December 17, 1901
Today is the birthday of the Indiana environmentalist, newspaper columnist, and author Rachel Peden.
Rachel was the wife of an Owen county cattle farmer named Dick. Her father, Benjamin Franklin Mason, was a fruit farmer, growing peaches, apples, and strawberries. Ben developed a reputation as a breeder when he created a peach called Shipper’s Late Red. Rachel referred to her dad as “the orchardist” in her writing.
A self-described Hoosier farmwife, Rachel’s byline was "Mrs. RFD” (for “Rural Free Delivery”), and her longtime columns in The Indianapolis Star and The Muncie Evening News charmed her readers with stories about nature and farm life.
And yes, Rachel loved to garden. Rachel wrote:
“[I love] the therapy of working in [the garden], and the acquaintance of my neighbors from the natural world that I meet there.”
When I was researching Rachel, I stopped to read her memorial on Find a Grave. I’m not sure who wrote it, but I loved their appeal to the folks at Find A Grave. They wrote:
“Find A Grave has determined that Rachel does not meet their criteria for being "famous", but they are wrong.”
The author of three books published by Knopf publishing, Rachel wrote: “Rural Free: A Farmwife’s Almanac of Country Living” in 1961, “The Land, the People” in 1966 (which earned her the Indiana University Authors Award), and “Speak to the Earth” in 1974.
Keep Rachel’s love and awe for the natural world in mind as you listen to this excerpt from “The Land The People”:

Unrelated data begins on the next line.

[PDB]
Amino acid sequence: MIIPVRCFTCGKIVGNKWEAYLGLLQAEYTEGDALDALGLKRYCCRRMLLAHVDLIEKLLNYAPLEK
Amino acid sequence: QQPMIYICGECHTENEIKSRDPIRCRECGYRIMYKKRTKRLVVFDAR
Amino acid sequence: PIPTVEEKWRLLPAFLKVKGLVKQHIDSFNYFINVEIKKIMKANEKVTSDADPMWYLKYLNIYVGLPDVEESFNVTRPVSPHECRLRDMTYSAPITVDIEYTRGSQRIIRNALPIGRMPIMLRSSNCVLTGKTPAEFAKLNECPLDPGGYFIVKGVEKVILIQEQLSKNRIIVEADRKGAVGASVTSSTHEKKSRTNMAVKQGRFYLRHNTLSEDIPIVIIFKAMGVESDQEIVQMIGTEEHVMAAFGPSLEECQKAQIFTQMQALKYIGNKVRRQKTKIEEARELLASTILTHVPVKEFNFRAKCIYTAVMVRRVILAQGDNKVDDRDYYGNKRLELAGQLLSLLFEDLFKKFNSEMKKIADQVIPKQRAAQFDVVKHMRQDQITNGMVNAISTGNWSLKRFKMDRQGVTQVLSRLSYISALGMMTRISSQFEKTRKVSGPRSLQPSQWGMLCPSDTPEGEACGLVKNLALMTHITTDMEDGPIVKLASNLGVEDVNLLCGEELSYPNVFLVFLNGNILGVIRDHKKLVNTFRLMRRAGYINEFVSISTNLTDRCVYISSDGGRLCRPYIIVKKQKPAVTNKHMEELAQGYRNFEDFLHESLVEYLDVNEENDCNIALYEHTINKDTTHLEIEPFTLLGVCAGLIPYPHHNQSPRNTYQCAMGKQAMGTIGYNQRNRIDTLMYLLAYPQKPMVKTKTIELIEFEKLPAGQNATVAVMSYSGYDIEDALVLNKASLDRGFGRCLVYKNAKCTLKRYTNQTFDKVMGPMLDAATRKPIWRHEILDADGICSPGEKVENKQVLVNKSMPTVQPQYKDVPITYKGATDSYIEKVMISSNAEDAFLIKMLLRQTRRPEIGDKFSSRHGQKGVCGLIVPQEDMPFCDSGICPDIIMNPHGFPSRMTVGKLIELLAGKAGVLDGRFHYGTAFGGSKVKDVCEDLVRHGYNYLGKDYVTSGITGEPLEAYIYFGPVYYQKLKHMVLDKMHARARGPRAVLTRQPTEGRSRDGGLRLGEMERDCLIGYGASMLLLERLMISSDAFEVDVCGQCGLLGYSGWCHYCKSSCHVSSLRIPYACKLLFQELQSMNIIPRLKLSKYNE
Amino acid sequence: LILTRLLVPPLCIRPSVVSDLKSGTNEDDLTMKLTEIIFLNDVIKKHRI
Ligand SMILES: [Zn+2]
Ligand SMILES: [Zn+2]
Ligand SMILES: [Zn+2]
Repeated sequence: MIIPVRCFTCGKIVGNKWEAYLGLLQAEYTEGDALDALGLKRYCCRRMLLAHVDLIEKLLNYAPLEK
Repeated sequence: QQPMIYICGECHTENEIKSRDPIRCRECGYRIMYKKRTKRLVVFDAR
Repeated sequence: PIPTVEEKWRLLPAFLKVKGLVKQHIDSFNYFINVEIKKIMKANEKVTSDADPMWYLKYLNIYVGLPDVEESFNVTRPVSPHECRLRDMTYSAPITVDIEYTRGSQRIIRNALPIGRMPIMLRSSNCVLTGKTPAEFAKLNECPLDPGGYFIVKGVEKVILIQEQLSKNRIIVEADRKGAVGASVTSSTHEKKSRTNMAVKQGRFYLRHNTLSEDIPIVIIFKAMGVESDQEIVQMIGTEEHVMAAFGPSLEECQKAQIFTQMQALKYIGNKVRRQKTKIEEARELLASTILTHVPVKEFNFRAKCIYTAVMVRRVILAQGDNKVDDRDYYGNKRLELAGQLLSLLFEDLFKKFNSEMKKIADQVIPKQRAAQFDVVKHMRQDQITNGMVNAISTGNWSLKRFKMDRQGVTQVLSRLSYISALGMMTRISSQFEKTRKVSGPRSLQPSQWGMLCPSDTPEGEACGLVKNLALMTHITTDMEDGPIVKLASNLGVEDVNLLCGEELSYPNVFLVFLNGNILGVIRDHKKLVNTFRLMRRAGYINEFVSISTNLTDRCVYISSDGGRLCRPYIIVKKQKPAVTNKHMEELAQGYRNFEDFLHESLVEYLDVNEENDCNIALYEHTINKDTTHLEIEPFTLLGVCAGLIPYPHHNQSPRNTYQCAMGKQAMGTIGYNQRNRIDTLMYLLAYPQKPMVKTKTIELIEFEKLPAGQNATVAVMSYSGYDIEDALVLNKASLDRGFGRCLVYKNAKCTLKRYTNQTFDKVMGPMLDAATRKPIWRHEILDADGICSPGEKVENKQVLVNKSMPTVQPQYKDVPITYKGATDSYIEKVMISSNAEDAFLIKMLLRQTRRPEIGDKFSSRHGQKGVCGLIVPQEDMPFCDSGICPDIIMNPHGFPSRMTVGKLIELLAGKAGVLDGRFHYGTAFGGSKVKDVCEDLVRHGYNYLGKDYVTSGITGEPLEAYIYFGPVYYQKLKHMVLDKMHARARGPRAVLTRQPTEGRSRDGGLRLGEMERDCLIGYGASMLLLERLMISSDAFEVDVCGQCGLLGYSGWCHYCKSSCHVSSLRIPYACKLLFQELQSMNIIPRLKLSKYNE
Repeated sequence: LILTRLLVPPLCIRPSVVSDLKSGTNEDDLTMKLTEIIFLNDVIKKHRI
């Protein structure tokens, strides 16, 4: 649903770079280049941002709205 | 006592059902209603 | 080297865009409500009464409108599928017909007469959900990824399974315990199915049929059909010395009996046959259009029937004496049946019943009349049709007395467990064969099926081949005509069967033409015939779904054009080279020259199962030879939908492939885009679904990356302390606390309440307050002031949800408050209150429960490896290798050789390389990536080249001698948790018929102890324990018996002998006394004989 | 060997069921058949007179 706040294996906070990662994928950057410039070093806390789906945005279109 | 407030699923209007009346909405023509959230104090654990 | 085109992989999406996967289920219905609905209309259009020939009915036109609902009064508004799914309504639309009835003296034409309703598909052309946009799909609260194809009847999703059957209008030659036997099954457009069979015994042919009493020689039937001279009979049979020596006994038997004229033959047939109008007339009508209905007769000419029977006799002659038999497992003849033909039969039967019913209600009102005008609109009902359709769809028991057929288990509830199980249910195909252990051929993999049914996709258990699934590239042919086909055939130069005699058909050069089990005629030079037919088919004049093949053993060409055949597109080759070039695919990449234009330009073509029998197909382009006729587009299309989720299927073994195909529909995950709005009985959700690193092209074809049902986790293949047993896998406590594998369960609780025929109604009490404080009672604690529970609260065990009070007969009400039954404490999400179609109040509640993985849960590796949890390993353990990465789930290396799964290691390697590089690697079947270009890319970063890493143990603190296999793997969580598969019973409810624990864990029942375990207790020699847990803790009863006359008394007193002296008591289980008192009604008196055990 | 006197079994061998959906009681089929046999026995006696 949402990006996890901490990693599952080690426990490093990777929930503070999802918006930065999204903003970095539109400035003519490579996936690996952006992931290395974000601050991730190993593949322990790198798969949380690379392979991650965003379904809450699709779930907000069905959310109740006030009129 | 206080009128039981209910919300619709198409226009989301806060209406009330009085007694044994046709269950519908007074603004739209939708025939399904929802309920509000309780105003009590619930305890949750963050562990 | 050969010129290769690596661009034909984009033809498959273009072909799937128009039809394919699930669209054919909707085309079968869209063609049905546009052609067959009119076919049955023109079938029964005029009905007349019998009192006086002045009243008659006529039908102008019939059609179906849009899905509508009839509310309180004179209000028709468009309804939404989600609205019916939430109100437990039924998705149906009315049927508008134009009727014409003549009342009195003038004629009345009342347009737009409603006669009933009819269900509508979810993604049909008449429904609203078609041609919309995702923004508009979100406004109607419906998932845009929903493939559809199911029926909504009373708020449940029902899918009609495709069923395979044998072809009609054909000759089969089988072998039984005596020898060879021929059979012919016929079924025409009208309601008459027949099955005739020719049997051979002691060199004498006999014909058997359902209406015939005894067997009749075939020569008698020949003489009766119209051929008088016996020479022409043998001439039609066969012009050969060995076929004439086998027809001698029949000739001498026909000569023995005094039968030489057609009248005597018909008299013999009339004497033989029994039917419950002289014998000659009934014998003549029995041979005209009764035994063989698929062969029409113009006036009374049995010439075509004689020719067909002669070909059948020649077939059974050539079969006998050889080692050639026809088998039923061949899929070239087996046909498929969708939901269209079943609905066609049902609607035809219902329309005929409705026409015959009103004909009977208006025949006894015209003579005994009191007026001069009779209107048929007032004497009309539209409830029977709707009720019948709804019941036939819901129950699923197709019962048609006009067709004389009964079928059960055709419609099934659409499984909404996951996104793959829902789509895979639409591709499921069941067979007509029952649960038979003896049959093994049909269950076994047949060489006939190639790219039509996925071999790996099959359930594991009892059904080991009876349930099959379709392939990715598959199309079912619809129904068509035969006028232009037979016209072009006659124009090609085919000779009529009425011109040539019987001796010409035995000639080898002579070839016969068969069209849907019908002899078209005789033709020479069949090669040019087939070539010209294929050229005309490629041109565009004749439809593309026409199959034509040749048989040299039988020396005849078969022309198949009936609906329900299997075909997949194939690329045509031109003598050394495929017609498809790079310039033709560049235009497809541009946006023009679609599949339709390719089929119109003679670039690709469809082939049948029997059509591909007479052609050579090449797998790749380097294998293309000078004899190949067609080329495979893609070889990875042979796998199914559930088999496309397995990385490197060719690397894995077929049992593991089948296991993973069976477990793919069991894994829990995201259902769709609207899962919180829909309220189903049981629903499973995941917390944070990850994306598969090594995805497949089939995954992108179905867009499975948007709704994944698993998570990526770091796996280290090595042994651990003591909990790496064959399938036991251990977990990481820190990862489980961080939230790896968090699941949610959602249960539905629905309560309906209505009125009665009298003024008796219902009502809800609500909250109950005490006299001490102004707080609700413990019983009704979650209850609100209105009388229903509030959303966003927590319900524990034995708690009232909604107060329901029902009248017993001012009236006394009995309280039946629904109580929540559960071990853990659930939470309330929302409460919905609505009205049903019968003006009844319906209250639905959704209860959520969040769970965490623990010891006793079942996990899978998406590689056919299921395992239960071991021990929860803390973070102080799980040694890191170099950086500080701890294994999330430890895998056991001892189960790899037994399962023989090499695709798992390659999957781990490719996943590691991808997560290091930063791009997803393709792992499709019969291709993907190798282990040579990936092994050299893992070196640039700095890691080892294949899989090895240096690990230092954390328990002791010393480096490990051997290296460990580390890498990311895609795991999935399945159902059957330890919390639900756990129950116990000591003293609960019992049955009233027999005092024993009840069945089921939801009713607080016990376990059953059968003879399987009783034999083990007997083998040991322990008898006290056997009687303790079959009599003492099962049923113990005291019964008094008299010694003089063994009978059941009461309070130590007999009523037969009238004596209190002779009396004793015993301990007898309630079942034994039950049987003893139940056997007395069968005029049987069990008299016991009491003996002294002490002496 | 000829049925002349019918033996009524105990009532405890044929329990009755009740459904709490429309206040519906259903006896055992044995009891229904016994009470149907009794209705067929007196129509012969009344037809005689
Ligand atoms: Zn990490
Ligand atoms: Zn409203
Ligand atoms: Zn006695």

"Snow was falling softly
as if from a coarse sifter being turned
from very high above the earth.
It had been going on a long time;
leafless trees were whitened,
weeds and tangled raspberry canes in the garden
had become a great heap of foamy white lace.
A sparrow created a miniature snowstorm
when he alighted on a delicate peach twig.
The twig quivered under his weight,
the sparrow rose,
snowflakes sparkled and fell on the snow-toppled woodpile
under the peach tree."
And Rachel wrote one of my favorite quotes about summer and roses,
"The serene philosophy of the pink rose is steadying.
Its fragrant, delicate petals open fully and are ready to fall,
without regret or disillusion,
after only a day in the sun.
It is so every summer.
One can almost hear their pink, fragrant murmur
as they settle down upon the grass:
'Summer, summer, it will always be summer.”
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